Two guards who were on duty while a prisoner lay dead in his cell at the Penticton RCMP detachment told a coroner’s inquest Monday that frequent visual checks of the lifeless victim didn’t raise any alarms.
Steven Joseph Scott died Aug. 10, 2012, a day after he was arrested for causing a disturbance at a Penticton home.
An autopsy revealed the 30-year-old, of no fixed of address, died around 2 a.m. after choking on his own vomit.
However, the inquest heard his death wasn’t discovered until around 10:40 a.m., when an RCMP officer went to Scott’s cell to wake him.
Kirsten Wehrmann, the lone civilian jail guard on duty for a 12-hour shift that ended at 6 a.m. on Aug. 10, told the inquest her duties were generally restricted to feeding and monitoring inmates, since she wasn’t permitted to enter cells without an RCMP officer present.
On the shift in question, she said, the detachment’s watch commander, Cpl. Don Wrigglesworth, personally checked on Scott several times in his cell to ensure he was OK following repeated complaints about difficulty breathing and low blood sugar.
Wehrmann, who was fired a month after the incident, said she observed Scott throughout the night by watching a video feed from his cell and looking through a window in his cell door.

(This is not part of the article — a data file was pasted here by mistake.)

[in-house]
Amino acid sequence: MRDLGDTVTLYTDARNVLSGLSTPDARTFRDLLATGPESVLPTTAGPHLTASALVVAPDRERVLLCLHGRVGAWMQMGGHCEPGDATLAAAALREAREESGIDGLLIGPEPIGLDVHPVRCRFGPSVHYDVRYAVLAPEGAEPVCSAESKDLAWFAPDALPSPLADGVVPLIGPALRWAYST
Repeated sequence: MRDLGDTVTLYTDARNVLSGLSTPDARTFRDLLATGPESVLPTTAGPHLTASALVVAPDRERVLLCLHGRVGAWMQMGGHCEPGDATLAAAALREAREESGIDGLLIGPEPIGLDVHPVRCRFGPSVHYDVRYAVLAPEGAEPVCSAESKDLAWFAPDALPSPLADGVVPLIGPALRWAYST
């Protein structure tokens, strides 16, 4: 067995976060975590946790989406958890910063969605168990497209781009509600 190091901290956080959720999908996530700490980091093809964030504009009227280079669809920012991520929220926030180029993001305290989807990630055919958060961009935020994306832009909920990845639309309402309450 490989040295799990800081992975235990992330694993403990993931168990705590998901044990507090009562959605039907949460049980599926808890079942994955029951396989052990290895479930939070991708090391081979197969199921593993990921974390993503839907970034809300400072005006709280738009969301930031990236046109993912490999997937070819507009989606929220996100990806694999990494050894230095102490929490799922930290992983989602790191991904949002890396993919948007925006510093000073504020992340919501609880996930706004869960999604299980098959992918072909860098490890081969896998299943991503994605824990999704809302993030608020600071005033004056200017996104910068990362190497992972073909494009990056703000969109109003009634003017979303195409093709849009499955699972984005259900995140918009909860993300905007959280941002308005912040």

However, she said the window was damaged, making it difficult to see through, and Scott was wrapped in a blanket, so it was hard to tell if he was breathing.
She said she watched Scott finally lay down between midnight and 1 a.m. and assumed he had fallen asleep.
Neil Eshleman, the guard who relieved Wehrmann at 6 a.m., said his visual checks of Scott also revealed nothing untoward, so he didn’t try to rouse Scott to ensure his well-being.
“As long as (prisoners) are peaceful and they’re calm, you try to leave them be,” said Eshleman, a retired Mountie who was suspended following the incident and then later quit.
Eshleman acknowledged, however, that the fact Scott didn’t move for several hours should have alerted him something was wrong.
Const. Ryan Shedden told the inquest Scott had recently been taken from cells to the Penticton hospital for treatment of an unspecified medical issue that prevented him from serving a weekend sentence.
Jon Cairns, who was in jail with Scott hours before he died, testified he heard Scott bang on his nearby cell door and call out for help because he was having trouble breathing.
An RCMP officer or guard then told Scott, “You’re not getting of doing another weekend,” and advised him to go to sleep, Cairns recalled.
“From what I heard, I was disgraced. I was even yelling at them. I was like, ‘Get him some friggin’ help!’” said Cairns.
Corners’ inquests are not meant to find fault, but rather determine the facts related to a death; make recommendations to prevent future deaths in similar cases; and make sure a death isn’t concealed, ignored or overlooked.
Witness testimony is expected to continue through Wednesday morning at the Penticton courthouse, after which the five-member jury will begin its deliberations.